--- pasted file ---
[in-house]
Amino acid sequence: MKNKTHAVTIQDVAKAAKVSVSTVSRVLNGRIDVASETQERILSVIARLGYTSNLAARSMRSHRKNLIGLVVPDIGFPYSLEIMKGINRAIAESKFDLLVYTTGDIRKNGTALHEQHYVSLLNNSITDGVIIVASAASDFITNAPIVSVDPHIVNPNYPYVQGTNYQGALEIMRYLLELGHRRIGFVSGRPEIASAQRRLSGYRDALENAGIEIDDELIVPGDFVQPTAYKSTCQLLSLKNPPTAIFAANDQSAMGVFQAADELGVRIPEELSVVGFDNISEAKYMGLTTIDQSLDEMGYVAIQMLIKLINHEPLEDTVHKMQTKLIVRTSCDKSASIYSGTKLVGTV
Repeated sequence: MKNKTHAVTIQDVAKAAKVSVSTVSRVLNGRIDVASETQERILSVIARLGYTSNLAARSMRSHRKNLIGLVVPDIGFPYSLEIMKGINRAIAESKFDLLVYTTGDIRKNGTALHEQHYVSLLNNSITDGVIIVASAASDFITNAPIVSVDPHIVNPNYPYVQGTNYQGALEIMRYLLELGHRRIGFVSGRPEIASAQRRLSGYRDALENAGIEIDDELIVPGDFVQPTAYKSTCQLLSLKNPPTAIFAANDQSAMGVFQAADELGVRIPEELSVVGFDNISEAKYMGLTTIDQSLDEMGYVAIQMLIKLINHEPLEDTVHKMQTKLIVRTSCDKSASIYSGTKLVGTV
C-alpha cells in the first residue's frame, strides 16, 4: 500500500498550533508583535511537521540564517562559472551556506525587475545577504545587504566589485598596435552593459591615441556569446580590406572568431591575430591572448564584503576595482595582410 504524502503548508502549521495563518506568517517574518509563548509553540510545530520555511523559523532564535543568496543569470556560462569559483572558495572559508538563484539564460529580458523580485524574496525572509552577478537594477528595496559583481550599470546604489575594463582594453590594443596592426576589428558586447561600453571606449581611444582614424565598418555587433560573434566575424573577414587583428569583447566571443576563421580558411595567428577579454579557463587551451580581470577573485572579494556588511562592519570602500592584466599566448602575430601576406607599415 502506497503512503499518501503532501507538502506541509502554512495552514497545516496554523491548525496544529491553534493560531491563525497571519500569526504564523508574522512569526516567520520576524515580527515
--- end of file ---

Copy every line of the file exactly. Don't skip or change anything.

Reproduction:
[in-house]
Amino acid sequence: MKNKTHAVTIQDVAKAAKVSVSTVSRVLNGRIDVASETQERILSVIARLGYTSNLAARSMRSHRKNLIGLVVPDIGFPYSLEIMKGINRAIAESKFDLLVYTTGDIRKNGTALHEQHYVSLLNNSITDGVIIVASAASDFITNAPIVSVDPHIVNPNYPYVQGTNYQGALEIMRYLLELGHRRIGFVSGRPEIASAQRRLSGYRDALENAGIEIDDELIVPGDFVQPTAYKSTCQLLSLKNPPTAIFAANDQSAMGVFQAADELGVRIPEELSVVGFDNISEAKYMGLTTIDQSLDEMGYVAIQMLIKLINHEPLEDTVHKMQTKLIVRTSCDKSASIYSGTKLVGTV
Repeated sequence: MKNKTHAVTIQDVAKAAKVSVSTVSRVLNGRIDVASETQERILSVIARLGYTSNLAARSMRSHRKNLIGLVVPDIGFPYSLEIMKGINRAIAESKFDLLVYTTGDIRKNGTALHEQHYVSLLNNSITDGVIIVASAASDFITNAPIVSVDPHIVNPNYPYVQGTNYQGALEIMRYLLELGHRRIGFVSGRPEIASAQRRLSGYRDALENAGIEIDDELIVPGDFVQPTAYKSTCQLLSLKNPPTAIFAANDQSAMGVFQAADELGVRIPEELSVVGFDNISEAKYMGLTTIDQSLDEMGYVAIQMLIKLINHEPLEDTVHKMQTKLIVRTSCDKSASIYSGTKLVGTV
C-alpha cells in the first residue's frame, strides 16, 4: 500500500498550533508583535511537521540564517562559472551556506525587475545577504545587504566589485598596435552593459591615441556569446580590406572568431591575430591572448564584503576595482595582410 504524502503548508502549521495563518506568517517574518509563548509553540510545530520555511523559523532564535543568496543569470556560462569559483572558495572559508538563484539564460529580458523580485524574496525572509552577478537594477528595496559583481550599470546604489575594463582594453590594443596592426576589428558586447561600453571606449581611444582614424565598418555587433560573434566575424573577414587583428569583447566571443576563421580558411595567428577579454579557463587551451580581470577573485572579494556588511562592519570602500592584466599566448602575430601576406607599415 502506497503512503499518501503532501507538502506541509502554512495552514497545516496554523491548525496544529491553534493560531491563525497571519500569526504564523508574522512569526516567520520576524515580527515